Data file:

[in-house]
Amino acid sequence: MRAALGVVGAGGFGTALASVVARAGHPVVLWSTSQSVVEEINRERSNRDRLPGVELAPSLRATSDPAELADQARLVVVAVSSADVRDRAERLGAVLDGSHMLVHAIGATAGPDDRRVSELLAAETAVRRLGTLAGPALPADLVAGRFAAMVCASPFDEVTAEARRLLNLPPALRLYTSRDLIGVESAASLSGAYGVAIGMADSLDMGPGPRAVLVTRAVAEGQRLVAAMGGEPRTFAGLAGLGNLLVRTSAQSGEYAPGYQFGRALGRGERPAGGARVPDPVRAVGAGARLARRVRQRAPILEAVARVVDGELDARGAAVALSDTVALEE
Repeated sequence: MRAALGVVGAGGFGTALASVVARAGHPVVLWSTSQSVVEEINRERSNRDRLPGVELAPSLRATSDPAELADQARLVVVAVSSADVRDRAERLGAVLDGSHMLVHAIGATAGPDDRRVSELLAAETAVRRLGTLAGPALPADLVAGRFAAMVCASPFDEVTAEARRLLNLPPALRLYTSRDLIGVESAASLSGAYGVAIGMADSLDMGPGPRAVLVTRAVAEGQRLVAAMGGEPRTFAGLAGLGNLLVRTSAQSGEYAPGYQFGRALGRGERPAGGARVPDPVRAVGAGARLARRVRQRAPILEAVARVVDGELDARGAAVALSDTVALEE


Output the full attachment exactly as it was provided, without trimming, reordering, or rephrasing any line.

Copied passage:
[in-house]
Amino acid sequence: MRAALGVVGAGGFGTALASVVARAGHPVVLWSTSQSVVEEINRERSNRDRLPGVELAPSLRATSDPAELADQARLVVVAVSSADVRDRAERLGAVLDGSHMLVHAIGATAGPDDRRVSELLAAETAVRRLGTLAGPALPADLVAGRFAAMVCASPFDEVTAEARRLLNLPPALRLYTSRDLIGVESAASLSGAYGVAIGMADSLDMGPGPRAVLVTRAVAEGQRLVAAMGGEPRTFAGLAGLGNLLVRTSAQSGEYAPGYQFGRALGRGERPAGGARVPDPVRAVGAGARLARRVRQRAPILEAVARVVDGELDARGAAVALSDTVALEE
Repeated sequence: MRAALGVVGAGGFGTALASVVARAGHPVVLWSTSQSVVEEINRERSNRDRLPGVELAPSLRATSDPAELADQARLVVVAVSSADVRDRAERLGAVLDGSHMLVHAIGATAGPDDRRVSELLAAETAVRRLGTLAGPALPADLVAGRFAAMVCASPFDEVTAEARRLLNLPPALRLYTSRDLIGVESAASLSGAYGVAIGMADSLDMGPGPRAVLVTRAVAEGQRLVAAMGGEPRTFAGLAGLGNLLVRTSAQSGEYAPGYQFGRALGRGERPAGGARVPDPVRAVGAGARLARRVRQRAPILEAVARVVDGELDARGAAVALSDTVALEE